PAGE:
The description of low speed checks in the ISATM is similar that of low speed tests in the PATM. Ground checks, then checks in flight in clean, then landing, configuration performed between FL100 and FL140, are defined. Before starting low speed checks, the crew must reduce and stabilise speed in order to record the three angle of attack values and compare them to the attitude and pitch.
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Old 20th Jan 2015, 11:10
  #112 (permalink)  
 
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NigelOnDraft
Once we leave the ground we are in a hostile territory because since it is not a human habitat we have no instincts whatsoever. Only birds have that and that is why we have procedures. Any deviation from them and you are like a blind man who has missed a cue. There are any number of accidents/incidents which show that whenever a pilot has surprised the airplane by change of plan the aircraft has sprung up a fatal surprise. But you won't prove a point to Conf.
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Old 23rd Jan 2015, 16:51
  #113 (permalink)  
 
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Blame the crew for not doing the test above 10000ft and not recalling the characteristic speeds during the briefing, but not for not applying a procedure they didn't have.
In the meantime I do maintain that ISATM procedure is erroneous as there is no way to read the data for AOA #3

Originally Posted by vilas
But you won't prove a point to Conf.
Conf wouldn't keep his job much longer if he was not following the procedures.
The system knew something was wrong with the data, all it needed was to advise the crew by a straightforward ECAM MSG :
NAV AOA DISAGREE

As Airbus gave so much priority to the AOA data in its system, it would be logical to at least advise a crew when one single reading differs from the 2 others.
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Old 23rd Jan 2015, 19:38
  #114 (permalink)  
 
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In the meantime I do maintain that ISATM procedure is erroneous as there is no way to read the data for AOA #3
Why wouldn't be there any way? You can read all AoA values from every MCDU as has been explained above. It's easy enough to do, and i would expect it to be detailed in the relevant procedure.

I do agree however that an AoA disagree advisory would be a nice clue about whats up.
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Old 23rd Jan 2015, 20:02
  #115 (permalink)  
 
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One problem is that this was a 1 vs 2 disagree. So the system used the "2" that agreed. (Just like a pilot would I suspect, given three sources of data where 2 agreed). The most likely scenario for such a case is the "1" is bad, so ignoring it and doing nothing else is a good plan EXCEPT if you are doing flight tests. So if there was a message which just said "take no action" I'm not surprised they decided not to bother line crews with it.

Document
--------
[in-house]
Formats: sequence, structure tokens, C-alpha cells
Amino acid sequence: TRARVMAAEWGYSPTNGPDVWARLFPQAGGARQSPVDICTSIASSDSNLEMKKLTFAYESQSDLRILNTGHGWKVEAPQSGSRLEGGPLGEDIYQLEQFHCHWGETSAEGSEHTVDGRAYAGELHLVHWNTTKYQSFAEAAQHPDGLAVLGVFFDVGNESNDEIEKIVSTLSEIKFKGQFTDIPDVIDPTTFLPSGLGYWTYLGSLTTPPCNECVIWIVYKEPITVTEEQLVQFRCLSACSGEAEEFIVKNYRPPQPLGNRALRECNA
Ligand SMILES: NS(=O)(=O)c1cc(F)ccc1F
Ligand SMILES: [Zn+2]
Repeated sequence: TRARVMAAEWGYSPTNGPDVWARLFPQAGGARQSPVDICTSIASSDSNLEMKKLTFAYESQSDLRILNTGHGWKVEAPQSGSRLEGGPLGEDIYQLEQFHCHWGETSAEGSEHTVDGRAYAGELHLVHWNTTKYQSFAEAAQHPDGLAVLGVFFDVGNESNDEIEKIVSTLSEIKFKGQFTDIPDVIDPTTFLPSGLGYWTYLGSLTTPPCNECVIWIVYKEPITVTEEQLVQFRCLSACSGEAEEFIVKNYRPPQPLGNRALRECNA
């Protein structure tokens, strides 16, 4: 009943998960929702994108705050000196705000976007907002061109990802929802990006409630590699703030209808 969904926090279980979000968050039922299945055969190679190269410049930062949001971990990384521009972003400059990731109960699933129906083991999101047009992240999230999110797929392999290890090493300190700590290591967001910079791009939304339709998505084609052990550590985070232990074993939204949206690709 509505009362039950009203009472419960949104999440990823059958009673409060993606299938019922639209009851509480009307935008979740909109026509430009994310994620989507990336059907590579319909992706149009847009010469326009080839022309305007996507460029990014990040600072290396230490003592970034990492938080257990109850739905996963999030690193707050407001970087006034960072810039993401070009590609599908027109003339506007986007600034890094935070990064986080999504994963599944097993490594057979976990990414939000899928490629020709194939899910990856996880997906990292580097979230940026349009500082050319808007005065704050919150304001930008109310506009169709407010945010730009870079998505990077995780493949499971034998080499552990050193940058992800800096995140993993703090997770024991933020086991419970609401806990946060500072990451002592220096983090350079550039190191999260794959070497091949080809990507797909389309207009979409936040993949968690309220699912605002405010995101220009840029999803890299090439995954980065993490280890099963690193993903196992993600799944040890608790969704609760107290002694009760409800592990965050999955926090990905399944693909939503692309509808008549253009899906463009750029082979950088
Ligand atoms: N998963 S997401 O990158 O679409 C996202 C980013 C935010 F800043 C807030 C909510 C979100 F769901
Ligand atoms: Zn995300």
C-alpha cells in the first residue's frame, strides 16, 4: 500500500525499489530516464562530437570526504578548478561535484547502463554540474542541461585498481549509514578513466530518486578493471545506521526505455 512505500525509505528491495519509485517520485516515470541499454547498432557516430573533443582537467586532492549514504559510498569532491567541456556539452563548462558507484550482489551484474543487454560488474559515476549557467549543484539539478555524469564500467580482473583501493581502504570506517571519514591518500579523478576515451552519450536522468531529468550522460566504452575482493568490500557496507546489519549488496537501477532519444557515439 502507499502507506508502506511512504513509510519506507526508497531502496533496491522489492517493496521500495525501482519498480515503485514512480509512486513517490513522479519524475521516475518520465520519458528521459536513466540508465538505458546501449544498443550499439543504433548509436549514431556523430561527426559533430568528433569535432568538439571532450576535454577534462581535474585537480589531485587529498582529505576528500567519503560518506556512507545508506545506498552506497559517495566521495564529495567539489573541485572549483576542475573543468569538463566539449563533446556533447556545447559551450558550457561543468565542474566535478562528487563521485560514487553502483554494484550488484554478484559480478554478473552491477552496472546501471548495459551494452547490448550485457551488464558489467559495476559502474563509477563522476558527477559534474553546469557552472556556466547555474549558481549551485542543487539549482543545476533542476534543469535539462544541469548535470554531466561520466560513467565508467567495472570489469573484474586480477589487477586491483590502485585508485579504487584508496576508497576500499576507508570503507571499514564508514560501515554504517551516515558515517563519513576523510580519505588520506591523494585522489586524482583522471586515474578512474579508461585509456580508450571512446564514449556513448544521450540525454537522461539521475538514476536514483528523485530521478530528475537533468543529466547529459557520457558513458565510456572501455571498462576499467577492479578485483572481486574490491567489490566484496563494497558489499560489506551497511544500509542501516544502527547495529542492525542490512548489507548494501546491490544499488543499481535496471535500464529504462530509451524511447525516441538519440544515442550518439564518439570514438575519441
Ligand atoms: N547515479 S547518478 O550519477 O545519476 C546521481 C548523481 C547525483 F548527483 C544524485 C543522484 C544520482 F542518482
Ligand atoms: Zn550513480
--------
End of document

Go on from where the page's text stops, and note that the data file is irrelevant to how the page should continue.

A lot of this comes down to the big topic from this accident - the way such flight tests are (were, rather) conducted.
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Old 24th Jan 2015, 05:45
  #116 (permalink)  
 
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Conf
I said in post 46 the following
"All these protections are triggered from data derived from one sensor or the other but the present system of sifting the data to ensure it's genuineness is being proved inadequate and is the cause of all these incidents. The answer to this will come from better sensors, better system of confirmation of data or even quantum leap of technology in measurement of airspeed,"
So I had already said AB needs to change the method of identifying the faulty ADR/component. That includes change in ECAM messages or even giving the job to the crew to identify it for themselves until a new method of air speed measurement is discovered. I agree that crew was not warned of the ADR3 rejection in some cases it does which can be easily included in the ECAM and the crew advised to confirm it if it was correct.

Last edited by vilas; 24th Jan 2015 at 05:58.
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Old 26th Jan 2015, 21:22
  #117 (permalink)  
 
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The 1v2 disagree can be fixed quite simply by introducing monitoring over time. The Perpignan a/c had two probes at fixed values for a long period, including speed, altitude, and config changes... if a flight test engineer had monitored them he would have noticed the fault; all we need now is software as competent as humans.
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Old 26th Jan 2015, 21:43
  #118 (permalink)  
 
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Originally Posted by Denti
Why wouldn't be there any way?
Every single parameter is not necessarily available through the ACMS (or is it called AIDS on the 320 ?)
AOA1 and 2 are there but #3 is nowhere to be seen ...
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Old 27th Jan 2015, 01:42
  #119 (permalink)  
 
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All three AOA are available on AIDS and test flight requires write down value for all of them in clean configuration,green dot speed and croscheck/comparation with "angle" obtained from differenece btwn. pitch and flight path angle. Maximum allowable difference is 0,5 degree. Don't know if this procedure was valid at the time when Perpignan happend..

Last edited by LEVEL600; 27th Jan 2015 at 02:02.
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Old 27th Jan 2015, 10:58
  #120 (permalink)  
 
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One thing which I did not understand is why did the aircraft go in direct law. First the rejection of the third is no different than ADR3 fault should have come on ECAM and the second is any combination of ADR malfunctions is not suppose to trigger direct law. Nobody else also has noticed it.